For years, the Schwab Learning Center (SLC) has been a place for Stanford University students with dyslexia, attention-deficit/hyperactivity disorder (ADHD) and other learning differences to embrace their strengths, address challenges and better understand the ways their minds work. With its new home at Children's Health Council (CHC) in Palo Alto, the center's reach is now expanding beyond Stanford to the wider community, offering high school students and students from other college campuses the opportunity to access its services.
"We opened the door to high school students in October, and we are already getting a very positive response," Schwab Learning Center Director Nicole Ofiesh said.
When the learning center moved to Palo Alto in fall 2021, the organization engaged Gil Gershoni and his San Francisco-based agency Gershoni Creative to use the "Dyslexic Design Thinking" process to help create an appealing, engaging space that reflects the neurodiversity-affirming mission of the center and the varied thinking styles of its clientele.
Ofiesh, a dyslexic cognitive behavioral scientist who has advised the Civil Rights Division of the U.S. Department of Justice on learning disabilities and test accommodations, and designed and co-taught a course on neurodiversity and design thinking at the Stanford School of Medicine, found a kindred spirit in Gershoni.
"We had a lot of conversations beginning with empathy about the lived experience of individuals with dyslexia and how they see the world," Ofiesh recalled.
Gershoni, a dyslexic artist and entrepreneur who has long worked to reframe negative perceptions of dyslexia and explore the intersections between neurodiversity and creativity, was a natural fit for the redesign of the center. He sees dyslexia as not a disability but a hyperability, despite the challenges it can present.
"To me, letters are negotiable. I tell a lot of children and young adults, 'Reading is linear, but as a dyslexic you can leap; you jump over letters; you can fly'," Gershoni said. That cognitive flexibility, knack for making unexpected connections, and "prismatic" way of seeing the world, he said, is what has helped so many dyslexic luminaries, from Albert Einstein to Steve Jobs to California Gov. Gavin Newsom, achieve big things.
"In almost every industry, there's a dyslexic at the top who is responsible for throwing out the rulebook and re-imagining the way we do things," he said. "If you acknowledge dyslexia as a strength, you realize that you are capable, you are brilliant. You see the world differently — and that's remarkable."
Children's Health Council's Palo Alto location is home to two schools for younger children — Sand Hill School and Esther B. Clark School — and it was important for the Schwab Learning Center to have a vibe that appeals to older students, from teenagers on up, Associate Director Nancy Lambert said.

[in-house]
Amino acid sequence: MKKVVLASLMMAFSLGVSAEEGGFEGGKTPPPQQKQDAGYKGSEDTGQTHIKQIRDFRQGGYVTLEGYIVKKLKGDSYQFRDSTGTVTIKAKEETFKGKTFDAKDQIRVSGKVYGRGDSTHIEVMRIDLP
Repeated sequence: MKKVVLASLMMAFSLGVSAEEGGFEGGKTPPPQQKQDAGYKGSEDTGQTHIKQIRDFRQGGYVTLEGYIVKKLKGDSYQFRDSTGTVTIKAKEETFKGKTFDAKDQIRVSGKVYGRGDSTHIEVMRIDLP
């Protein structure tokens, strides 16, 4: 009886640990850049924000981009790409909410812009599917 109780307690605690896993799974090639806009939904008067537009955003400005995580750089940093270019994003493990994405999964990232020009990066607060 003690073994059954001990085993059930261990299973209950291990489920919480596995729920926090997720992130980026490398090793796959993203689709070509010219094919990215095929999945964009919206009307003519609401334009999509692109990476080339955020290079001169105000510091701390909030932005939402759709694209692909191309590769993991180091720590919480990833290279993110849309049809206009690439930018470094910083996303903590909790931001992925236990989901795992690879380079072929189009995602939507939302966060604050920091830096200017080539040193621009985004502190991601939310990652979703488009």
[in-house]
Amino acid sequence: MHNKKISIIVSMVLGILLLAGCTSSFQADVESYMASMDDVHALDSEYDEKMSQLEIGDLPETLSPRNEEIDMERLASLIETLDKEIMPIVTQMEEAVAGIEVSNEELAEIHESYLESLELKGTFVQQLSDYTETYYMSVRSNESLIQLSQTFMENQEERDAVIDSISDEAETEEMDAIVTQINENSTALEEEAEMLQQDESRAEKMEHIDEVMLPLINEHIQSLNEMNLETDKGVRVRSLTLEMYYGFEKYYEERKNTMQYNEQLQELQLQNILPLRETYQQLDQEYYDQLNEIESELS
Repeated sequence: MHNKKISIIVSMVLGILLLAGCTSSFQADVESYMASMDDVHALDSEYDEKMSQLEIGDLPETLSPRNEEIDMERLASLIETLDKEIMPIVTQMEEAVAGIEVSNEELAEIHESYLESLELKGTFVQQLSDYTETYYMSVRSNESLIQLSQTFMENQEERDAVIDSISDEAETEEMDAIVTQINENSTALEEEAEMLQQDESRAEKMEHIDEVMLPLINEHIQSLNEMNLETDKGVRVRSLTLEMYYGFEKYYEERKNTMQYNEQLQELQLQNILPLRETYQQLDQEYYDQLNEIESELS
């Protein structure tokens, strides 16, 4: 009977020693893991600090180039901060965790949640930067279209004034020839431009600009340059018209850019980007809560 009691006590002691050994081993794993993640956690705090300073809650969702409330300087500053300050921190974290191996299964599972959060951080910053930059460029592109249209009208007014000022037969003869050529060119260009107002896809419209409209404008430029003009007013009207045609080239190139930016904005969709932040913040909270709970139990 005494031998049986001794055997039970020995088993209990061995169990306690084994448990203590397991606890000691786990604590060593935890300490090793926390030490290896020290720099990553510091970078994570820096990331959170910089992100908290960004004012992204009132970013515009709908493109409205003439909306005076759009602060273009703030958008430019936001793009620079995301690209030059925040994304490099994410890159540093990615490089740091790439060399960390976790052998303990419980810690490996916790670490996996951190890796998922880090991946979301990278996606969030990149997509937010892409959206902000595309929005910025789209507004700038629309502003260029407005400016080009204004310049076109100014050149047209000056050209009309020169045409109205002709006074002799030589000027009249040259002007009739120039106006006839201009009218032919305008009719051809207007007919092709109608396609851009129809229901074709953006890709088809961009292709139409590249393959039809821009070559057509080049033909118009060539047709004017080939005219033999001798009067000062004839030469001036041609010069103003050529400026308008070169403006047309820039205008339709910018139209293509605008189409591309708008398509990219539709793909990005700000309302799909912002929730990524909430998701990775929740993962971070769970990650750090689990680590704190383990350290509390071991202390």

Designed to be inclusive of a range of learning preferences, the multipurpose area, which Gershoni likened to an innovation lab, offers floor-to-ceiling whiteboards; cozy and quiet zones; a sticker wall for sharing notes about feelings and experiences; colorful graphics; inspirational quotes (including one from Charles Schwab: "I have never believed in waiting around for perfection"); moveable furniture; and comfortable spots for collaboration. Students are advised to "leave your assumptions at the door," and can stand or move as they work, and experiment with different tools and working styles.
As sunlight moves through the windows, letters spelling out "creative thinking in progress" are playfully reflected around the room in shadow.
The design reflects the center's emphasis on empowering learners and celebrating out-of-the-box thinking, as well as fostering a sense of community.
"Students gravitate to the multiple ways of engagement," Ofiesh said. "They can think without the typical constrictions of a traditional learning environment."
The center is endowed by the Charles Schwab and Helen Schwab Foundation. The investor and financial executive Charles Schwab, an alumnus of Stanford, is dyslexic, which he realized thanks to his son's diagnosis at the Children's Health Council.
"The SLC has come full circle now that we're here at CHC," noted Lambert.
In addition to personalized support on everything from test preparation to self-advocacy skills from the center's staff of learning specialists, clients can also now undergo diagnostic evaluations for learning differences right at the center, and be connected to Children's Health Council's other services if needed. One of the benefits of working with high schoolers, Ofiesh, noted, is that students can continue the relationship as they move to college, a transition that can be rocky.
"Mr. Schwab really wants us to impact as many individuals with learning disabilities and ADHD as we possibly can," Lambert said.
The Schwab Learning Center at CHC is located at 650 Clark Way in Palo Alto.
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